How to deal with harassment at the workplace

How to deal with harassment at the workplace

Practical recommendations when dealing with harassment

Try to address the person who made the hurtful comment or joke by assertively and convincingly stating that the comment is disrespectful and ask them to stop. Do not make light of the situation and do not make it sound as a favor you are asking. Also, do not engage in further discussion as your request should be taken seriously to start with: It is not up to anybody else to tell you how you should feel. It is not your duty to school the offender. Also, further discussion might be used against you.

In the meantime, keep a journal with exact comments, date, time and some details on the context and/or confide in a friend; legally speaking, these are recognized as proof.

If you do not feel comfortable addressing the person who made the comment, you can ask a Works Council (Betriebsrat) representative or the Equal Opportunity Officer to do that on your behalf. Here you can use your journal to show how often the disrespectful behavior occurred.

Moreover, you have the option to make an official complaint with your employer, e.g., the Human Resources (HR) department. Since your employer has the duty to take care that your working environment does not demotivate you, the HR department must investigate your complaint. Moreover, the law protects you from repercussions in cases of complaints. If upon investigation, the HR department finds in your favor, they have to issue an official warning. This complaint will stay in the official record of the person you complained against and might appear in their future letter of recommendation (Arbeitszeugnis).

Legal context for dealing with harassment in Germany

The AGG provides protection against discrimination on the grounds of racism/ethnic origin, gender, religion/belief, disability, age as well as sexual orientation.

The AGG specifically forbids harassment at the workplace on any of those grounds. More precisely, harassment is defined as (1) unwanted conduct with the effect or purpose of violating the dignity of the person involved which (2) creates an intimidating, hostile, degrading, humiliating, or offensive environment of humiliation (see §3.3. AGG).

Regarding possibilities of action and rights of employees in discriminating situations at the workplace:

1. You can complain directly to your employer about potential harassment. Especially in smaller businesses this is vital since not all of them have a HR department. Alternatively, you can file a complaint with the so called Beschwerdestelle (see §13 AGG) which represents the employer in AGG related matters.

2. The Betriebsrat especially is a good address for people who are not sure if they officially want to file a complaint. They usually find support there without having to decide on the official complaint immediately – which is important especially if your complaint is against a superior.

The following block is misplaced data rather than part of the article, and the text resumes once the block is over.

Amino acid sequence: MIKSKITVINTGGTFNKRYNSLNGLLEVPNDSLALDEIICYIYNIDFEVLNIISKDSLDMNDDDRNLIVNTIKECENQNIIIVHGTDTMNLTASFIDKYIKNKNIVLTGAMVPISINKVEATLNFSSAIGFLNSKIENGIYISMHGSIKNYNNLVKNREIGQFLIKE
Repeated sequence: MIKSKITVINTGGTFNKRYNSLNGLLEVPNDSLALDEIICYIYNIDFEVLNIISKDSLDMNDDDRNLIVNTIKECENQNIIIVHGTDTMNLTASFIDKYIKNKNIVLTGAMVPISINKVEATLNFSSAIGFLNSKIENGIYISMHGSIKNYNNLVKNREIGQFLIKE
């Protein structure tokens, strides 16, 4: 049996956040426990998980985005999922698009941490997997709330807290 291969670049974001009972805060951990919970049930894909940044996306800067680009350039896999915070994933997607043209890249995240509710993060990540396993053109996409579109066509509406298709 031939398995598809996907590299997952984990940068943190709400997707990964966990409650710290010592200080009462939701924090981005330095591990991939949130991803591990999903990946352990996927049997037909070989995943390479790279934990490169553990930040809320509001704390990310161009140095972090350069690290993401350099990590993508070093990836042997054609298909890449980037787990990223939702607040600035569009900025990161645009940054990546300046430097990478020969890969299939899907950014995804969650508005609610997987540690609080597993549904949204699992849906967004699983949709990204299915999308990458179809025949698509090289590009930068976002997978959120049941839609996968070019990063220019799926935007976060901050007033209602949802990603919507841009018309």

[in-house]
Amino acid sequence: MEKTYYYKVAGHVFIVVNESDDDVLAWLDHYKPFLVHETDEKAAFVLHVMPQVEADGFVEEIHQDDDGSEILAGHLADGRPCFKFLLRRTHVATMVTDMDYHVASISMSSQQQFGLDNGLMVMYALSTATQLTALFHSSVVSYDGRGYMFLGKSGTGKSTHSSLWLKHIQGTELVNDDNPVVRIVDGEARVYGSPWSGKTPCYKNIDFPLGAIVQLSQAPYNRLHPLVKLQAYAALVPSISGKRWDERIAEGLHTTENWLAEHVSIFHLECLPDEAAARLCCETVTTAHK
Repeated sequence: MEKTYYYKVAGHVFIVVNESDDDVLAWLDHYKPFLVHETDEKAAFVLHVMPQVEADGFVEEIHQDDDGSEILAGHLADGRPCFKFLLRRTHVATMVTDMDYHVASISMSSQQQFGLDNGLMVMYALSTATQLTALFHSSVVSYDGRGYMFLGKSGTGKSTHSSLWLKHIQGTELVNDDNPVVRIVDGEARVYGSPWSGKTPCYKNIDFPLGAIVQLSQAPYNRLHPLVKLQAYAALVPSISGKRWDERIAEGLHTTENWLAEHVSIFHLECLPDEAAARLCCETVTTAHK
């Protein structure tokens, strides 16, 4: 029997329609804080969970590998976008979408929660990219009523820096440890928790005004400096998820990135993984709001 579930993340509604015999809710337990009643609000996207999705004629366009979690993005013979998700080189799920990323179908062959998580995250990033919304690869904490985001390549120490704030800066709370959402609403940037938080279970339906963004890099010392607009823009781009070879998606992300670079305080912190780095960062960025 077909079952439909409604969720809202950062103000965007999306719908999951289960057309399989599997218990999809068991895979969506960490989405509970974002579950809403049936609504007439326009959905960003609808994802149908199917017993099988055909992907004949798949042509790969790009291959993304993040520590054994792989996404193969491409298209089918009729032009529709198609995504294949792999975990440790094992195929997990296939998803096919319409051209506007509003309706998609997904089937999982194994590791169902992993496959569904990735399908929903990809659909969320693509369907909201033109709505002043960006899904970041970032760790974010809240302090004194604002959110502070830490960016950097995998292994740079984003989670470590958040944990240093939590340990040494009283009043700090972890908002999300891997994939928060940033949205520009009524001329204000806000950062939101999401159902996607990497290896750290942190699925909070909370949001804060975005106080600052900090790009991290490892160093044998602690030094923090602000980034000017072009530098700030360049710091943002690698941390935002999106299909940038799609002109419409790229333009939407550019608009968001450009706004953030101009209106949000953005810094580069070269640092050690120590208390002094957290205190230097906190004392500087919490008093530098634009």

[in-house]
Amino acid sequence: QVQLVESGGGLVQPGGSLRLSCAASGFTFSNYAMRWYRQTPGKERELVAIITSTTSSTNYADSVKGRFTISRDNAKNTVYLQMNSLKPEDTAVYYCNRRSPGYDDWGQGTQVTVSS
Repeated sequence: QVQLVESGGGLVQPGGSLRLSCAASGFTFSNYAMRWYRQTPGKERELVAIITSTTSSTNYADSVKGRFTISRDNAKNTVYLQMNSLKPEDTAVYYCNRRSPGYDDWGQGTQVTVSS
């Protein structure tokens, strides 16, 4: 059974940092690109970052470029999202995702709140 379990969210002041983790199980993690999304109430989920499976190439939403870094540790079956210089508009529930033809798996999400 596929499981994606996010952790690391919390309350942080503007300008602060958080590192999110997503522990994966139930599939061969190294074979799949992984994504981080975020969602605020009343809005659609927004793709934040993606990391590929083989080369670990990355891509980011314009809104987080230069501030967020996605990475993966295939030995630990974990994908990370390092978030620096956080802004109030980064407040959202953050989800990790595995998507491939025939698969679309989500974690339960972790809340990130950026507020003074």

3. The AGG explicitly protects employees from repercussions because of complaints they make on the grounds of the AGG (see §16 AGG).

4. Regarding the processing of a complaint: The employer (or the Beschwerdestelle) has the duty to investigate the complaint raised by the employee. In addition, the employer has to take “suitable, necessary and appropriate measures, chosen in a given case, to protect the employee in question” (see §12. 3.). That is, the duty to make the harassment stop and/or prevent further harassment in the future.

5. Finally, an employee can file for compensation and damages against the employer if the latter fails to protect the employee that filed the complaint. However, it will be the final decision of a court if a certain behavior is actually to be classified as harassment at the workplace. Employees who think about filing for compensation and damages should definitely seek counselling for example with the FADA or a lawyer.

For further information, I recommend the “Guide to the General Equal Treatment Act” which explains the AGG as well as its scope and areas of protection. A good example of a code of conduct regarding workplace bullying and harassment in a research organization is the Code of Conduct of the Karolinska Institutet, which comes with additional instructions and material describing how conflicts should be addressed. The documents at Karolinska Institutet are good models for code of conducts that other research organizations can build upon.

Disclaimer: This blog post was written with input from the FADA. However, I am legally obliged to mention that I am not a lawyer and, as such, I cannot offer legal advice. I only compile the information I gather from legal sources. For legal advice, one should consult a lawyer.

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